European Privacy Regulators Want More Info on Google's Policy Changes
Last month Google responded to a questionnaire about the policy sent by the French National Commission on Computing and Liberty (CNIL), acting on behalf of the European Union's national data privacy regulators.
"Given Google's extensive development and use of analytic tools, we are surprised that Google has not measured the impact of the campaign in order to assess efficiency of this information. Could you please confirm that you have no such information?" they asked in their letter Tuesday.
Google also failed to detail and explain the contents of the cookies it stores on users' computers, prompting the regulators to repeat that question.
Despite the answers provided by Google so far, CNIL considers it impossible to know how Google processes personal data, nor to determine who receives the data and why, it said in a statement. As such, it said, Google was not respecting its obligation under European law to inform the subjects of the data. In all, CNIL sought answers, or clarifications of answers, for almost half the 69 questions in the original questionnaire.
One issue bothering CNIL was the period for which Google retains data, or backups of that data, something it was unable to determine from Google's initial answers. Google told CNIL that backup tapes were encrypted and that the encryption keys were routinely deleted, but it did not say how often, or after what period. It asked Google to provide "the typical period that is used to renew the encryption keys for backup tapes and an upper-bound for the deletion or complete anonymisation of data."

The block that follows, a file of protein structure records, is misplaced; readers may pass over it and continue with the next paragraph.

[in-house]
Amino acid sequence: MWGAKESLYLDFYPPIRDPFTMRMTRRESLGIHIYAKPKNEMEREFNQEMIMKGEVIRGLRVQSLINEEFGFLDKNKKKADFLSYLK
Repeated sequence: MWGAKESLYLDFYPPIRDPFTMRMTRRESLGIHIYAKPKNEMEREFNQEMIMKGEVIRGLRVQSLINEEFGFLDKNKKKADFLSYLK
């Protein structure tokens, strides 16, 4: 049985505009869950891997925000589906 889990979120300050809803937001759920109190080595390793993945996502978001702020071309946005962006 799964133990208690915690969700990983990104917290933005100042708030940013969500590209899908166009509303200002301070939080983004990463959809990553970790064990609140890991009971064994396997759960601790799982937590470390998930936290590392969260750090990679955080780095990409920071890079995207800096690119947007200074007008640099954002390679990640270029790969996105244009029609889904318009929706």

CNIL officials were set to meet with Google representatives Wednesday to discuss the contents of the letter, among other issues.
Google representatives declined to comment on the discussions. The company has received CNIL's follow-up questions, and is reviewing them, a company spokeswoman said Thursday.
CNIL has given Google until June 8 to answer the second questionnaire. After that, Europe's privacy regulators will discuss the responses and, by mid-July, inform Google of any changes they think it needs to make to bring it into compliance with European data protection law.
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According to the research firm, this trend will see CIOs moving to forging new, collaborative relationships with users, giving them freedom to make IT decisions, and teaching them how to assume responsibility for those decisions.
The number of CCIEs who have experience in BYOD and migration to IPv6 is still somewhat limited, says Cisco.
The ubiquitous warnings about online shopping risks are well founded. As numerous experts are reminding consumers and businesses, the high season for shopping is also the high season for cybercrime.